Editor's Note: Hundreds of Ann Landers' loyal readers have requested that newspapers continue to publish her columns. These letters originally appeared in 1999.
Dear Ann Landers: Two weeks ago, when I came home from the supermarket, I found a note from my husband saying there was too much pressure in his life and he needed to get away. I immediately checked our bedroom and found that all his clothes were gone.
A few days later, I learned he already had another apartment and a new phone number, which proved he had been planning his escape for quite some time. I had an awful feeling of betrayal when I realized that the person I had been sleeping next to for so many years would plan to sneak off and leave me without saying a word.
The note he left said he would contact me in a few days. It has been nearly a week, and I haven't heard from him. My friends tell me I should phone him and find out exactly what he has in mind, but I don't want to do that. After all, he is the one who left, and I think he should make the first move. Please give me some advice. — Confused in the Midwest
Dear Midwest: Don't rush. Let the dust settle. Wait another week. If you don't hear anything by then, call and tell him you need to know what his plans are so you can make yours. You gave me no clue as to your age, how long you have been married or what your financial status is. If I knew more about your situation, I could be more helpful. Good luck.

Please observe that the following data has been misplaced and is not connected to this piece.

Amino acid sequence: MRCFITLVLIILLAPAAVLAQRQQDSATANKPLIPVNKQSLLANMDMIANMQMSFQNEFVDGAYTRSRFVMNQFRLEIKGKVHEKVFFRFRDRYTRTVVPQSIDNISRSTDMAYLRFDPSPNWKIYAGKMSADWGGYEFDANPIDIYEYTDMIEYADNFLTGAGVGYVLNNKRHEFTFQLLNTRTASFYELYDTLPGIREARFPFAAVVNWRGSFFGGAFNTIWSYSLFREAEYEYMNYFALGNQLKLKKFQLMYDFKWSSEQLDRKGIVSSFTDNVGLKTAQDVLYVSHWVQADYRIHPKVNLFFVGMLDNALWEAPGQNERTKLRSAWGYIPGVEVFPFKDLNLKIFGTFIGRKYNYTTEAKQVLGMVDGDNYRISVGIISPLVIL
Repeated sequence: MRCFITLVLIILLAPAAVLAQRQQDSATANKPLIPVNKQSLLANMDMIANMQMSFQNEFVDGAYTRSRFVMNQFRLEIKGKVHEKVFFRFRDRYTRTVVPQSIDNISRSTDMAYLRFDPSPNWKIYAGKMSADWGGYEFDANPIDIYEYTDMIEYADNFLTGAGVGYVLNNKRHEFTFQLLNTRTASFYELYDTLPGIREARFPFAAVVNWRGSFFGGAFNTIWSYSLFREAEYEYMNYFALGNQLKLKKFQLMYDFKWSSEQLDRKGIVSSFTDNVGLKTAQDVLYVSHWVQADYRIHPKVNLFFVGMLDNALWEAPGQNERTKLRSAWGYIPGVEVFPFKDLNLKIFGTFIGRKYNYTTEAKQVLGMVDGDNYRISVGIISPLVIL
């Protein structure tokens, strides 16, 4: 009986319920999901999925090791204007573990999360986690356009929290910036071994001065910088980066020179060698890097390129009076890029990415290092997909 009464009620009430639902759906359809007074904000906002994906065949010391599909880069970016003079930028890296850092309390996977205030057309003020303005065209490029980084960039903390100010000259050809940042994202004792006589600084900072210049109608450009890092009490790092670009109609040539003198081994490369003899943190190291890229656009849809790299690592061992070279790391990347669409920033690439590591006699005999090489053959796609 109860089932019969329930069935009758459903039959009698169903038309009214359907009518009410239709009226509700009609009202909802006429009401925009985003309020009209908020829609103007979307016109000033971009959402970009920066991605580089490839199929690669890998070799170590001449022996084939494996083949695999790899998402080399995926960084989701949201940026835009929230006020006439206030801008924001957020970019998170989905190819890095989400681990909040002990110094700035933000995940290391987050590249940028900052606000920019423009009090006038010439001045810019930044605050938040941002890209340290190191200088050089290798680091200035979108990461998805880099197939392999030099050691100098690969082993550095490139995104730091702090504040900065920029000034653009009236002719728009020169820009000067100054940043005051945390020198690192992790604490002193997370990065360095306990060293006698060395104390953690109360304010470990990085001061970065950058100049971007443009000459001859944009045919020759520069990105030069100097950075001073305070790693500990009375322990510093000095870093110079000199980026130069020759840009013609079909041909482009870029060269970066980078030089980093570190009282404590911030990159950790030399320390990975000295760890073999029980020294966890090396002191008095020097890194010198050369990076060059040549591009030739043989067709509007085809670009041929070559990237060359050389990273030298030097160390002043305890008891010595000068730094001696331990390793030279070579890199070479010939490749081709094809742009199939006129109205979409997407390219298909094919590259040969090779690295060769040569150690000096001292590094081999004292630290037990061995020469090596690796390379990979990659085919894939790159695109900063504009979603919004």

Dear Ann Landers: I've read many letters in your column from children who wonder how to get elderly parents to quit driving. I need to tell you about my dad. On his 89th birthday, he was still driving and doing a good job of it. His request for his birthday was that I go with him for a ride and buy him a cup of coffee. We had a wonderful time together. When we arrived home, he handed me the car keys and said, "I've driven more than 70 years and have never had an accident, and now, it's time to quit." It was his birthday, but what a gift he gave to us.
You can sign this letter — Proud To Be Rudy's Daughter, Jamestown, N.Y.
Dear Jamestown: What a sweetheart your dad is. I hope his example will encourage other elderly drivers to do likewise. It would be the best gift their concerned children could ever receive.
Do you have questions about sex but no one to talk to? Ann Landers' booklet "Sex and the Teenager" is frank and to the point. To find out more about Ann Landers and read her past columns, visit the Creators Syndicate Web page at www.creators.com.
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